Dear Senthuran: A Black Spirit Memoir. Akwaeke Emezi. Riverhead Books, 2021. In a series of letters addressed to the people in their life, Akwaeke reflects on the various journeys they’ve taken: embracing their identity, navigating the world of publishing, encountering heartbreak, and arriving at a spiritual truth, among other difficult and beautiful experiences. It joins, and shines within, a recent spate of publishing non-traditional and genre-defying narratives centering historically oppressed voices. 

Everybody (Else) Is Perfect: How I survived Hypocrisy, Beauty, Clicks, and Likes. Gabrielle Korn. Atria Books, 2021. A collection of essays touching on the author’s own experience with feminism, sexuality, beauty standards, self-esteem, and other women-centered issues, as the editor-in-chief of Nylon. Though narrow in scope and perspective, many of the points in these essays will resonate with women in similar positions. 

A History of Scars. Laura Lee. Atria Books, 2021. This collection of essays delves into the mind of someone who has schizophrenia. The book names and opens discussions around family history, trauma, and healing. Highly lauded by the likes of Roxane Gay, this belongs on the same shelf as other contemporary illness non-fiction narratives. 

I Never Promised You a Rose Garden. Mannie Murphy. Fantagraphic Books, 2021. In this work of graphic nonfiction that takes the form of an illustrated diary, a nostalgic reminiscence about River Phoenix becomes the thread that Murphy follows deep into the heart of Portland, Oregon’s history of white supremacy. Murphy traces the connections between White Aryan Resistance founder Tom Metzger, filmmaker Gus Van Sant, and the street kids like Ken Death who appeared in Van Sant’s films.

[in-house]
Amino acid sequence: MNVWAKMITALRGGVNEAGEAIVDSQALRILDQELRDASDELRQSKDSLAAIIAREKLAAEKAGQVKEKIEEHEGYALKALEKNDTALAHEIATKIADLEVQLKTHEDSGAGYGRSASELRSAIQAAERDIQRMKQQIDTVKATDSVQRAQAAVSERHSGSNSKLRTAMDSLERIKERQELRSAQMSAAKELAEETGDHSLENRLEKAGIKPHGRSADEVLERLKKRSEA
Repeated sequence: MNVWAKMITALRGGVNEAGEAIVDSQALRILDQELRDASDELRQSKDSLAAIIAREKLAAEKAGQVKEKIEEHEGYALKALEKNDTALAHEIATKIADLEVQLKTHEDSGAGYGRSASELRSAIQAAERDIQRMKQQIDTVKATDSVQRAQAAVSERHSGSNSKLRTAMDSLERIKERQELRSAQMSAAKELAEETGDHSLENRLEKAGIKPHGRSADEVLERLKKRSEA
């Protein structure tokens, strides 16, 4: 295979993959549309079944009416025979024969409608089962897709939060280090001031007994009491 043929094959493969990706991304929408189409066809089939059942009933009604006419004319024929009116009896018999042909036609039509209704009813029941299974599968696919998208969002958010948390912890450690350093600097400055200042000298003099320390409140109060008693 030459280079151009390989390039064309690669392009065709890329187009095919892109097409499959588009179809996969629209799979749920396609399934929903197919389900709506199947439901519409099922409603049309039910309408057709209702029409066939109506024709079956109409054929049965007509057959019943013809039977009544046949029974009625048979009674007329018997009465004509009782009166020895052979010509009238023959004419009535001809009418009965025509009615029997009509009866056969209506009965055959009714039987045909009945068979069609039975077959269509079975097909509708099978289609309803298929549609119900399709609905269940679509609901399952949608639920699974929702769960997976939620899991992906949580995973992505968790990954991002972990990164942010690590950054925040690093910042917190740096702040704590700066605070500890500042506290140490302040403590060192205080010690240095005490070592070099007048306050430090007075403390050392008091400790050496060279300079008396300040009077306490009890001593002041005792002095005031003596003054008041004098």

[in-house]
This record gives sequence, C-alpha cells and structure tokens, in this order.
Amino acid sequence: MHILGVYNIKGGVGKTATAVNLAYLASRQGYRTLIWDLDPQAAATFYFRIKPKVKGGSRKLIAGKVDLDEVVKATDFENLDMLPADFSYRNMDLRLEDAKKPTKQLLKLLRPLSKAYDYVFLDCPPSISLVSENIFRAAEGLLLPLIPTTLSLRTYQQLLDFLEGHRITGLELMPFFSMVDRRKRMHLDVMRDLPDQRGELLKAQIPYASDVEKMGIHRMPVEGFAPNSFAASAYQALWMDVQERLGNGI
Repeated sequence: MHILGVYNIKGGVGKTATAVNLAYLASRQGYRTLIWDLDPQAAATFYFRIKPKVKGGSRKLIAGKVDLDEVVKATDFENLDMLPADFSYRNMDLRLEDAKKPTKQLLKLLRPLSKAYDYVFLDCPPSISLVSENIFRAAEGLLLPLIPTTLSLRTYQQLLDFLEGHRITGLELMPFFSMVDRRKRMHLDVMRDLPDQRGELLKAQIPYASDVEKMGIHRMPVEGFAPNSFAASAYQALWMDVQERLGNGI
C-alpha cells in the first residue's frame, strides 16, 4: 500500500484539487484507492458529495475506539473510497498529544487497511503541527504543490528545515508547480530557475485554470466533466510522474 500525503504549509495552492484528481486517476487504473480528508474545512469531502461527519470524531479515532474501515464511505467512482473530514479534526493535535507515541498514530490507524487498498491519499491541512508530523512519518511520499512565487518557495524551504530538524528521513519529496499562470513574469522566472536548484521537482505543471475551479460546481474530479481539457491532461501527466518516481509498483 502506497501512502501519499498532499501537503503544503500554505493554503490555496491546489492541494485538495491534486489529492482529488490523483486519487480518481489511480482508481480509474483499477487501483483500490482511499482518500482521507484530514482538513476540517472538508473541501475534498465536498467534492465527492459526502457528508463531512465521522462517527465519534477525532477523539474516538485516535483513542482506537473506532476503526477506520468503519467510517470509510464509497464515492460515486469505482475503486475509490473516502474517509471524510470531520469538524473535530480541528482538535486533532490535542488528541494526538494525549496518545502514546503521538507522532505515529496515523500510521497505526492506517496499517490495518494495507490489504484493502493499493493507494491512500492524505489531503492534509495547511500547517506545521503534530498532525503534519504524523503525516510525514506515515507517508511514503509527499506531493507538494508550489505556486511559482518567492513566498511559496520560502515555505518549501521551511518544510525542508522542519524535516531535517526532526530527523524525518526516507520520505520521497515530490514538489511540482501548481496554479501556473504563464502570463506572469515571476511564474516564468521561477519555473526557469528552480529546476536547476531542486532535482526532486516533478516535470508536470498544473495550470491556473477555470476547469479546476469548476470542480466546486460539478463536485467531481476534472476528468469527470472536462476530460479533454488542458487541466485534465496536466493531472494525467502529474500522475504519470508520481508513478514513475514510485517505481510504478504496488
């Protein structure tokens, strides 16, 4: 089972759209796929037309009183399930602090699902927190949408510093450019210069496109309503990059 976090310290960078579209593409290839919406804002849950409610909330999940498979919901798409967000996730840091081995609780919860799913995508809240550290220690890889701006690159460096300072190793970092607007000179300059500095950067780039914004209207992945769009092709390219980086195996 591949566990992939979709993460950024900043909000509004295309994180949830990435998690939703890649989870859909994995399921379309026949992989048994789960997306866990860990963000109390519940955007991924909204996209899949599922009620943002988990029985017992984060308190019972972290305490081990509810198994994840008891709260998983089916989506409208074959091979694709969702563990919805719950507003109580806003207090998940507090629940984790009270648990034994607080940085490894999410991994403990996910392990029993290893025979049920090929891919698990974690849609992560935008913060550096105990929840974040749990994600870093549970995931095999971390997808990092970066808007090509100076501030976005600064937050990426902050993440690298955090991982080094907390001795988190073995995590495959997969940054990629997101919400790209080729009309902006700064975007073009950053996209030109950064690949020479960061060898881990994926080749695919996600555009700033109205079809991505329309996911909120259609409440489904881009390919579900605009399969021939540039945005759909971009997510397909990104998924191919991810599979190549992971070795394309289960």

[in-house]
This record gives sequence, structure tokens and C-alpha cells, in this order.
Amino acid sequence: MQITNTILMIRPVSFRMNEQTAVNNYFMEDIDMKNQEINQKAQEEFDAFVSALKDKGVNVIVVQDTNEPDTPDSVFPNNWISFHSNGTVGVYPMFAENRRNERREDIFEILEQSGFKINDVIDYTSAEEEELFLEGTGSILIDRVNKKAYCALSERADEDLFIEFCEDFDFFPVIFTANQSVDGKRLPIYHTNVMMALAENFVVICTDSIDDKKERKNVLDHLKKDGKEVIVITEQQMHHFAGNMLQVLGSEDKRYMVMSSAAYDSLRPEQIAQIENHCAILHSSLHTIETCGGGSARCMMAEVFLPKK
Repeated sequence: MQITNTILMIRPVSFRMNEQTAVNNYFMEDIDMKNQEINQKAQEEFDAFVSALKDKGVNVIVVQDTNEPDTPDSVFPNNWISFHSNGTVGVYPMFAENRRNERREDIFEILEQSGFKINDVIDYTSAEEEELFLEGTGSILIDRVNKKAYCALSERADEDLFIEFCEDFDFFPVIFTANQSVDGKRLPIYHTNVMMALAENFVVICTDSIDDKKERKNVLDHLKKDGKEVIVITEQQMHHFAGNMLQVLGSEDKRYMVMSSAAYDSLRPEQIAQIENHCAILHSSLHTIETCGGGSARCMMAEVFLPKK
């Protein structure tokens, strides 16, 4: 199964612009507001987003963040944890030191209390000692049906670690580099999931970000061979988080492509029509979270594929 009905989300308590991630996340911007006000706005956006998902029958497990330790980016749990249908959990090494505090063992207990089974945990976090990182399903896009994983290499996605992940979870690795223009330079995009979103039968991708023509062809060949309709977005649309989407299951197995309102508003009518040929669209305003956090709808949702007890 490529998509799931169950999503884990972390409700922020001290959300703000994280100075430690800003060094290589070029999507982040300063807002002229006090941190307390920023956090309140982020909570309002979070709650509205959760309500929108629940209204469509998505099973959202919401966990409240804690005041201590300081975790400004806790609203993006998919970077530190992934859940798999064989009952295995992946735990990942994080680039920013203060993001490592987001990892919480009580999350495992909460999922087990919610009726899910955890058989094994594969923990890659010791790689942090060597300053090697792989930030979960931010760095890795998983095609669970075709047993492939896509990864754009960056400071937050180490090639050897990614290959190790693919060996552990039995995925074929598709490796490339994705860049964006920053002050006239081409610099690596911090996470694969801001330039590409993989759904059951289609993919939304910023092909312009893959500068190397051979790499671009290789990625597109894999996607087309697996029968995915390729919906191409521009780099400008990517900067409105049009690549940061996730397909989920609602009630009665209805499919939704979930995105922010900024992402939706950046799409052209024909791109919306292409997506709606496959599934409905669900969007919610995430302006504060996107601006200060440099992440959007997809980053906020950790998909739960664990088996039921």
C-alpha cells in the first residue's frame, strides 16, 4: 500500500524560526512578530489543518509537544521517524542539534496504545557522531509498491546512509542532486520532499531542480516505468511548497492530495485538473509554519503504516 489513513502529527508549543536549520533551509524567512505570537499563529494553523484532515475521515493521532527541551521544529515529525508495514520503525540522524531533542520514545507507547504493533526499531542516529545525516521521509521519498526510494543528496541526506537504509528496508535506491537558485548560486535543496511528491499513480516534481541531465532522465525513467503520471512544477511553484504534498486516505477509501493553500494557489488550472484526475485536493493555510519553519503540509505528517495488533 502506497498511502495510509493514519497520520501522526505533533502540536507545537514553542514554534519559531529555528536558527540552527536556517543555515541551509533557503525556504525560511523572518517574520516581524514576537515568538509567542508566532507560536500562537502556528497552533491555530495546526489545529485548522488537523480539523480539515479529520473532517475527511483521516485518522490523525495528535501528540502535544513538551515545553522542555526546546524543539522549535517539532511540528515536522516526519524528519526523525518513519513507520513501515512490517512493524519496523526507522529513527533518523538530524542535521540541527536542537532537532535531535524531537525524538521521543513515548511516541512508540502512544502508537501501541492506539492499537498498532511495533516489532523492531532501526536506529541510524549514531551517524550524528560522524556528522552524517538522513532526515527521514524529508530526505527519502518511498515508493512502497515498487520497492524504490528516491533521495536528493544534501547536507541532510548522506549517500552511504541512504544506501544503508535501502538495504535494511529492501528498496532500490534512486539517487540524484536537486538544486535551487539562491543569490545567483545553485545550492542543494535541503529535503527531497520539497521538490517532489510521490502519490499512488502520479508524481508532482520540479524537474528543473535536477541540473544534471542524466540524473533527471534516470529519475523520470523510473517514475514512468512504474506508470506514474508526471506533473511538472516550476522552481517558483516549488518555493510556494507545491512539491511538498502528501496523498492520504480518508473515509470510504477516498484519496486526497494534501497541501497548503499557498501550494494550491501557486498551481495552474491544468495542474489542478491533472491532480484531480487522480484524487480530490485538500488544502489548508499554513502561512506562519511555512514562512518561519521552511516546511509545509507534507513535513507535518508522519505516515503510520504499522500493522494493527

Leaving Isn’t the Hardest Thing. Lauren Hough. Vintage, 2021. A collection of contemporary essays telling about the author’s childhood growing up in a cult;  young adulthood in the military; and adulthood working as a bartender and “cable guy” in and around Washington DC as a butch lesbian. Hough’s work will have you both laughing and near tears from her experiences. At times a peer to Tara Westover’s Educated. 

Like a Boy But Not a Boy: Navigating Life, Mental Health, and Parenthood Outside the Gender Binary. Andrea Bennett. Arsenal Pulp Press, 2020. In a series of essays, Bennett explores the experiences of being a non-binary parent, growing up queer in a small town, and balancing creative work with the necessities of survival. Interspersed throughout is “Everyone is Sober and No One Can Drive,” sixteen biographical sketches based on interviews with other queer Millennials who grew up in small towns in Canada.